Redd Kross have been the quintessential underground band for the past three decades. The band has nearly always eschewed both pop and indie convention by staying true to its sound, likely angering as many pop fans with its snottiness and random references to Tatum O’Neil and Shonen Knife as they would indie purirsts with its insistence on lacing its acidic songs with undeniable pop hooks.
From Hawthorne, Calif. and based around the duo of brothers Jeff and Steve McDonald, Redd Kross first released music in 1980 with a self-titled EP, after opening for Black Flag as teenagers for its first gig. Other musicians came and went as the band released records throughout the ’80s and ’90s, hitting their stride with 1987’s Neurotica and 1990's Third Eye. Following 1997’s Show World, the band all but disappeared, with its members occasionally surfacing for other projects — Steve McDonald famously added bass parts to The White Stripes’ White Blood Cells, redubbing it Redd Blood Cells, which saw thousands of downloads and press hubbub. The brothers McDonald separately produced albums by other artists as well.
The elusive band returned in 2006 to play a set at REDCAT in Los Angeles covering the band’s entire catalog, featuring the Neurotica-era lineup of the McDonalds, Robert Hecker and Roy McDonald. They toured and played a killer set of the entire Born Innocent album opening for Sonic Youth, who played all of Daydream Nation (I was there! Yessss.), at the Greek Theater in L.A. In 2008 they played Coachella, among numerous other festivals and appearances over the past few years. Now, finally, Redd Kross have released an album of new material, entitled Researching the Blues. The album has seen some of the band’s best reviews, garnering an 81% on reviews aggregator Metacritic, and it’s not hard to see why, hearing the enlivened swagger the band displays on songs like the title track (download free here), while maintaining the dynamism that has always set the band apart, also including shimmering power-pop ballads like “Dracula’s Daughter” and “Winter Blues.”
Born on this day: July 9, 1946 - Bon Scott (born Ronald Belford Scott in Forfar, Scotland), the original lead singer of AC/DC. Happy Birthday to this rock vocal icon on what would have been his 66th Birthday!!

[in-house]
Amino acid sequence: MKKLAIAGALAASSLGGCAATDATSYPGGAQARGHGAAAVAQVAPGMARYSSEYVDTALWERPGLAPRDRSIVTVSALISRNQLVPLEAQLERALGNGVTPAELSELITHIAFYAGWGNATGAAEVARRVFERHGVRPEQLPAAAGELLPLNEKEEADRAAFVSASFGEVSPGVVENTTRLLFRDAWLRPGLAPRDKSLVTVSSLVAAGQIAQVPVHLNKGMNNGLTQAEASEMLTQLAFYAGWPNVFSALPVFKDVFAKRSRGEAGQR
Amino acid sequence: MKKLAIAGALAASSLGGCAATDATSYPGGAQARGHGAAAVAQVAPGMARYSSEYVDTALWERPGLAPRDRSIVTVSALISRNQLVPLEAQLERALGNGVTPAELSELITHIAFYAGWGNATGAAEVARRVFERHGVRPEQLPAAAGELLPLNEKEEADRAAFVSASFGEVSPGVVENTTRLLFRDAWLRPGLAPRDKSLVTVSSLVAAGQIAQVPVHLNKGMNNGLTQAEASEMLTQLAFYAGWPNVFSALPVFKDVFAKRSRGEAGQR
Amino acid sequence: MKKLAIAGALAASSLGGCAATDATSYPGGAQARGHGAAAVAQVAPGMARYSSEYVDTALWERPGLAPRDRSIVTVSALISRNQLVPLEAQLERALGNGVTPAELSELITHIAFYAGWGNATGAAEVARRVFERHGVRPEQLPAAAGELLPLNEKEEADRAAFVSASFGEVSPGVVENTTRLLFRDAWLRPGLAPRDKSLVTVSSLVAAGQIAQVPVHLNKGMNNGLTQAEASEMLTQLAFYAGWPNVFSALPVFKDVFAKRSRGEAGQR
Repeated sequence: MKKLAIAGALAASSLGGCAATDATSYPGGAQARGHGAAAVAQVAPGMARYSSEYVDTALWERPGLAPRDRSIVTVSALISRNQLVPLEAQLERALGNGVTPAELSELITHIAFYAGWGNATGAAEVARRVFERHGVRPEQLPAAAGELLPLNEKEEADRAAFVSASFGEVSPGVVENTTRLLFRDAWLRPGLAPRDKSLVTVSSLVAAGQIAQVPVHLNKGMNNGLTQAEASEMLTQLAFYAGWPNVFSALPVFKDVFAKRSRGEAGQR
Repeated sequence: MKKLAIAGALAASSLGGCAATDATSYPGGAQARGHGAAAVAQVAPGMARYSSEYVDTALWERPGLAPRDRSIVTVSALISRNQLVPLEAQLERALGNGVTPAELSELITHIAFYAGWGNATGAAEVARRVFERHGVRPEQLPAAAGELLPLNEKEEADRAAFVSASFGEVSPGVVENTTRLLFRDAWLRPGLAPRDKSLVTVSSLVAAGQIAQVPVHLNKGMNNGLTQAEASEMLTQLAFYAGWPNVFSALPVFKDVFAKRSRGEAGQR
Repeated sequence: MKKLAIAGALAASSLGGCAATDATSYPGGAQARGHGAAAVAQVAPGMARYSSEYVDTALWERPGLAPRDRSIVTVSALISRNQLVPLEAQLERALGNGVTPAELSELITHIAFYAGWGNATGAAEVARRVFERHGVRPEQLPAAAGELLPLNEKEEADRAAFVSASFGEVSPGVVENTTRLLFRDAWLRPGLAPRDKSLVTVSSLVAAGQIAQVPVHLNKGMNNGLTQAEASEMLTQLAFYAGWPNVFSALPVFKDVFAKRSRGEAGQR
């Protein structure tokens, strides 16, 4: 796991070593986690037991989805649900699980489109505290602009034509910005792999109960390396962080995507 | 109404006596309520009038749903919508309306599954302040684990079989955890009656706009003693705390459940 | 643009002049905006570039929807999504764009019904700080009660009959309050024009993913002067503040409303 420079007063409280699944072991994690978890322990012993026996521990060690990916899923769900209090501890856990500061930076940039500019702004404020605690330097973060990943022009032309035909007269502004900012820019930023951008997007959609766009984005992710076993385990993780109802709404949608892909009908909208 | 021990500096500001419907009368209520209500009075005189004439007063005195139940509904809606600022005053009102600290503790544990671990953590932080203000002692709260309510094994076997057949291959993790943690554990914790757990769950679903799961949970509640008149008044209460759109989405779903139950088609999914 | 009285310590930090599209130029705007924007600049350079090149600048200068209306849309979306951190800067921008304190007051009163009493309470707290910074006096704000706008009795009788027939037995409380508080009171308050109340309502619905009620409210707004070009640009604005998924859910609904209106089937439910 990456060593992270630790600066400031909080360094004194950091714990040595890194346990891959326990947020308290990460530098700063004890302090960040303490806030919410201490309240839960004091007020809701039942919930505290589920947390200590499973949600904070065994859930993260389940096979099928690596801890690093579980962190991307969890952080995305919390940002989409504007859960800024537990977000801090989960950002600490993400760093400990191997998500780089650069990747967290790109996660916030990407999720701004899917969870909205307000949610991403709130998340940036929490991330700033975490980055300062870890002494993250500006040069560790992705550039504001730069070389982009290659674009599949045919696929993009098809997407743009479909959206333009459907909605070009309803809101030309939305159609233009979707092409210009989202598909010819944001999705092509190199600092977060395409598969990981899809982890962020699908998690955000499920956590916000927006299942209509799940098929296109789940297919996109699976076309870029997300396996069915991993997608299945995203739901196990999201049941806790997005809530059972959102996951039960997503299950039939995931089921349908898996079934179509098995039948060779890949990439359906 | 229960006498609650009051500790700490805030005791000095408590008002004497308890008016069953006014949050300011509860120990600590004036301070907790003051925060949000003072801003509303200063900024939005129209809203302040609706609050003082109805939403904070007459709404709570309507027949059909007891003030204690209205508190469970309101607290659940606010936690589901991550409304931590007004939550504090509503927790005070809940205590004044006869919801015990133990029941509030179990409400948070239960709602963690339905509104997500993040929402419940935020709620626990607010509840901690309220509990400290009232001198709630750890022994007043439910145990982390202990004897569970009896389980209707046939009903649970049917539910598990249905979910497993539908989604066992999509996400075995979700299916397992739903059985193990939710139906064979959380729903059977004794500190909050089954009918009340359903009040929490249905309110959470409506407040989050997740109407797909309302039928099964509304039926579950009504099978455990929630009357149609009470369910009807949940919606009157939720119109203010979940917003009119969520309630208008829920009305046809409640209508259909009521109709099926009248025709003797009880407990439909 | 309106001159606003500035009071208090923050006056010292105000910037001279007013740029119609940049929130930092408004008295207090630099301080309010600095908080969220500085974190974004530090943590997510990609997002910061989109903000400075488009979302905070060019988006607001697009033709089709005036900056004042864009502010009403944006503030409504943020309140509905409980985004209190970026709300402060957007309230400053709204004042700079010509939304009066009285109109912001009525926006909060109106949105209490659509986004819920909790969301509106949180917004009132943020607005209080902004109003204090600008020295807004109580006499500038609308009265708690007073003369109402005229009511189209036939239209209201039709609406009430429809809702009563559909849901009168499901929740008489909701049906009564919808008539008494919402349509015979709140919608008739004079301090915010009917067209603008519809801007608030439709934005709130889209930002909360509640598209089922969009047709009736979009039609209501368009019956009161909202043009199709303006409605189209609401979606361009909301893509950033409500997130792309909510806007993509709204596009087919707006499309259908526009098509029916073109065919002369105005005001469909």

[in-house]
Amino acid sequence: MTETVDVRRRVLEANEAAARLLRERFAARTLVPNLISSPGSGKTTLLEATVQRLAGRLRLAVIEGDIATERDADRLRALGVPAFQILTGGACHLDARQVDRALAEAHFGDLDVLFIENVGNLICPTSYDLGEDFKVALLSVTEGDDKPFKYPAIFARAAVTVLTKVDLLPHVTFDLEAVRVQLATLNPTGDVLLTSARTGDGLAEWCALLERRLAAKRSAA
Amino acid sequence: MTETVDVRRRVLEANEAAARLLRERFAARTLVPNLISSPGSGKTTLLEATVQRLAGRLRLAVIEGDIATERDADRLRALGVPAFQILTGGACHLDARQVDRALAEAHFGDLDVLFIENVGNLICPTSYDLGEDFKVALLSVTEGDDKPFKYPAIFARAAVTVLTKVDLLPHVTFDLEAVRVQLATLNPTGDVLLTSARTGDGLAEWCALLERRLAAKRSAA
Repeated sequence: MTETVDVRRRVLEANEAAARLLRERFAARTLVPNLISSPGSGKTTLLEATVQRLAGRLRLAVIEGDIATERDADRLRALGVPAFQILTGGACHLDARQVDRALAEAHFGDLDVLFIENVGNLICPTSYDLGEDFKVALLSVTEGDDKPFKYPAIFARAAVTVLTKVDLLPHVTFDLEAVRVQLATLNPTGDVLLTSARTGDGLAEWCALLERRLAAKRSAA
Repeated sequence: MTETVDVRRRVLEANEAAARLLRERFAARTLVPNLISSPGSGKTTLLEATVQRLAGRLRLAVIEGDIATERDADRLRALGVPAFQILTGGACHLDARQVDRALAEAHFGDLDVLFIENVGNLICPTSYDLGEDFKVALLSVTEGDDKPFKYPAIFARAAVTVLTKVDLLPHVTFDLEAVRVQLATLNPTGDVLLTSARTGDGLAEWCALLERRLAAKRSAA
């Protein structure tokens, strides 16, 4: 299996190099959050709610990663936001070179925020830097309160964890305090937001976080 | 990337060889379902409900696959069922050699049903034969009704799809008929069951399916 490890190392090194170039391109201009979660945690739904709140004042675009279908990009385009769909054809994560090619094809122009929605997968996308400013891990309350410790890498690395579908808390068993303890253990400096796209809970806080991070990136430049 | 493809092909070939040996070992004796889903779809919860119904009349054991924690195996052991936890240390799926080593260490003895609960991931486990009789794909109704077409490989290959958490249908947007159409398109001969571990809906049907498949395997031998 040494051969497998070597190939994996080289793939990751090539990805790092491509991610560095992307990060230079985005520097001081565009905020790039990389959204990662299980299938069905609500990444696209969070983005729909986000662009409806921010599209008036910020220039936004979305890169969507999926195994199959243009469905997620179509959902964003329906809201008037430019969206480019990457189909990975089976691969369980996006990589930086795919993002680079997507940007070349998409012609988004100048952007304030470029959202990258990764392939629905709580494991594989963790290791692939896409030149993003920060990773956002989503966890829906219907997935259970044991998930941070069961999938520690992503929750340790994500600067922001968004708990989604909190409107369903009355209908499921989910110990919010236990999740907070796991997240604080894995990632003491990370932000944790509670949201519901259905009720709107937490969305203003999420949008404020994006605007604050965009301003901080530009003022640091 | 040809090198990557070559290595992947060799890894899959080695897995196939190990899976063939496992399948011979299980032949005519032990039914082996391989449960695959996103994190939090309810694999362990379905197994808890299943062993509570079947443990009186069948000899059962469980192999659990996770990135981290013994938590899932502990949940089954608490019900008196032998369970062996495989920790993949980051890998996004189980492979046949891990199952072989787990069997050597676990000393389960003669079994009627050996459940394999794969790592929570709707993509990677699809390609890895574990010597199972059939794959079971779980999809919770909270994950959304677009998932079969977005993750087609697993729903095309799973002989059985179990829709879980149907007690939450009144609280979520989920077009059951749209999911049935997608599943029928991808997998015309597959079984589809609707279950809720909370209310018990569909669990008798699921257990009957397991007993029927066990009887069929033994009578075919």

On this day in music history: July 9, 1955 - "(We're Gonna) Rock Around The Clock" by Bill Haley and His Comets hits #1 on the Billboard Best Sellers chart for eight weeks. Recorded on April 12, 1954 at the Pythian Temple in New York City, the song will go largely unnoticed when it initially released in May of 1954 as the B-side of the single "Thirteen Women (And Only One Man In Town)". It is only after it is used for the opening title sequence to the film The Blackboard Jungle (starring Glenn Ford) nearly a year later that record finally takes off. The song will create a sensation around the world, causing teenagers to riot in the aisles of movie theaters. It will be regarded as a landmark in music history as the first number one single of the Rock Era. The record will also earn a place in the Guinness World Book Of Records for the largest selling rock and roll record of all time, with sales to be estimated at over 25 million copies sold worldwide. "(We're Gonna) Rock Around The Clock" will be inducted into the Grammy Hall of Fame in 1982.
On this day in music history: July 9, 1977 - "Undercover Angel" by Alan O'Day hits #1 on the Billboard Hot 100 for one week. Written by O'Day, it is the lone top 10 hit for the LA-based songwriter/producer who has previously written hits for Helen Reddy ("Angie Baby") and The Righteous Brothers ("Rock & Roll Heaven"). O'Day will be the first artist signed to Pacific Records, a label specifically established by then Warner Bros Music president Ed Silvers, and distributed by Atlantic Records. The hit single version is produced by Steve Barri (The Grass Roots) and Michael Omartian (Christopher Cross, Donna Summer) after the initial session for the song (produced by veteran producer/engineer Tom Dowd) is scrapped as O'Day has vocal problems due to allergies. The song's unique vocal echo on the bridges is created by running a second tape machine (to create delay) and then manipulating the reels by hand, slightly speeding them up then slowing the down. "Undercover Angel" will actually be banned by some US radio stations when its lyrics are rumored to contain hidden sexually explicit references. In spite of this, the single will sell over a million copies and is certified Gold by the RIAA.